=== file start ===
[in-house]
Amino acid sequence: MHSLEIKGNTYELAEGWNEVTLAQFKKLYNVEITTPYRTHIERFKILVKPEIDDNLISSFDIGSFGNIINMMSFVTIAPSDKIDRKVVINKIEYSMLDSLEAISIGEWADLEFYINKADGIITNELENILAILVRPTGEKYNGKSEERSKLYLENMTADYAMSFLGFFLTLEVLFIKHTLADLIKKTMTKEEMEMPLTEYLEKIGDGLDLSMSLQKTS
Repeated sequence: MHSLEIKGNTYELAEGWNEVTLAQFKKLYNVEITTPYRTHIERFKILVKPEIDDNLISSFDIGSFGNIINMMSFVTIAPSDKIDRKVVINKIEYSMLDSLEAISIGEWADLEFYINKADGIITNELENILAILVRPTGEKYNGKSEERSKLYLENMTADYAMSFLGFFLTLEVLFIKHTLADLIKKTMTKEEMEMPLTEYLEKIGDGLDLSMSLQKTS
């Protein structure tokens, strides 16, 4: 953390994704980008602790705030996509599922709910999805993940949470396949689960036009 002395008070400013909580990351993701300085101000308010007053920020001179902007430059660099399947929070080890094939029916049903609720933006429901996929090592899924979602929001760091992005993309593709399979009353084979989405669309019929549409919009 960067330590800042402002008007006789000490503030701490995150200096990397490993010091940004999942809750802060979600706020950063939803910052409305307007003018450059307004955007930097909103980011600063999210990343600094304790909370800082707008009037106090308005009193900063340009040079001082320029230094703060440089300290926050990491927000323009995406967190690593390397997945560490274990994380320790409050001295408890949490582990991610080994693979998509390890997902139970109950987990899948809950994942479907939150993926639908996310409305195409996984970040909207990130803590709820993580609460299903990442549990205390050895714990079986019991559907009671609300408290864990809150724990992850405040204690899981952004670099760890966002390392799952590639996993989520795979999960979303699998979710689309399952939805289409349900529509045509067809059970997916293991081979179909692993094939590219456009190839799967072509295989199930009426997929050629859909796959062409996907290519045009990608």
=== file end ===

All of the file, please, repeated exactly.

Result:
[in-house]
Amino acid sequence: MHSLEIKGNTYELAEGWNEVTLAQFKKLYNVEITTPYRTHIERFKILVKPEIDDNLISSFDIGSFGNIINMMSFVTIAPSDKIDRKVVINKIEYSMLDSLEAISIGEWADLEFYINKADGIITNELENILAILVRPTGEKYNGKSEERSKLYLENMTADYAMSFLGFFLTLEVLFIKHTLADLIKKTMTKEEMEMPLTEYLEKIGDGLDLSMSLQKTS
Repeated sequence: MHSLEIKGNTYELAEGWNEVTLAQFKKLYNVEITTPYRTHIERFKILVKPEIDDNLISSFDIGSFGNIINMMSFVTIAPSDKIDRKVVINKIEYSMLDSLEAISIGEWADLEFYINKADGIITNELENILAILVRPTGEKYNGKSEERSKLYLENMTADYAMSFLGFFLTLEVLFIKHTLADLIKKTMTKEEMEMPLTEYLEKIGDGLDLSMSLQKTS
């Protein structure tokens, strides 16, 4: 953390994704980008602790705030996509599922709910999805993940949470396949689960036009 002395008070400013909580990351993701300085101000308010007053920020001179902007430059660099399947929070080890094939029916049903609720933006429901996929090592899924979602929001760091992005993309593709399979009353084979989405669309019929549409919009 960067330590800042402002008007006789000490503030701490995150200096990397490993010091940004999942809750802060979600706020950063939803910052409305307007003018450059307004955007930097909103980011600063999210990343600094304790909370800082707008009037106090308005009193900063340009040079001082320029230094703060440089300290926050990491927000323009995406967190690593390397997945560490274990994380320790409050001295408890949490582990991610080994693979998509390890997902139970109950987990899948809950994942479907939150993926639908996310409305195409996984970040909207990130803590709820993580609460299903990442549990205390050895714990079986019991559907009671609300408290864990809150724990992850405040204690899981952004670099760890966002390392799952590639996993989520795979999960979303699998979710689309399952939805289409349900529509045509067809059970997916293991081979179909692993094939590219456009190839799967072509295989199930009426997929050629859909796959062409996907290519045009990608």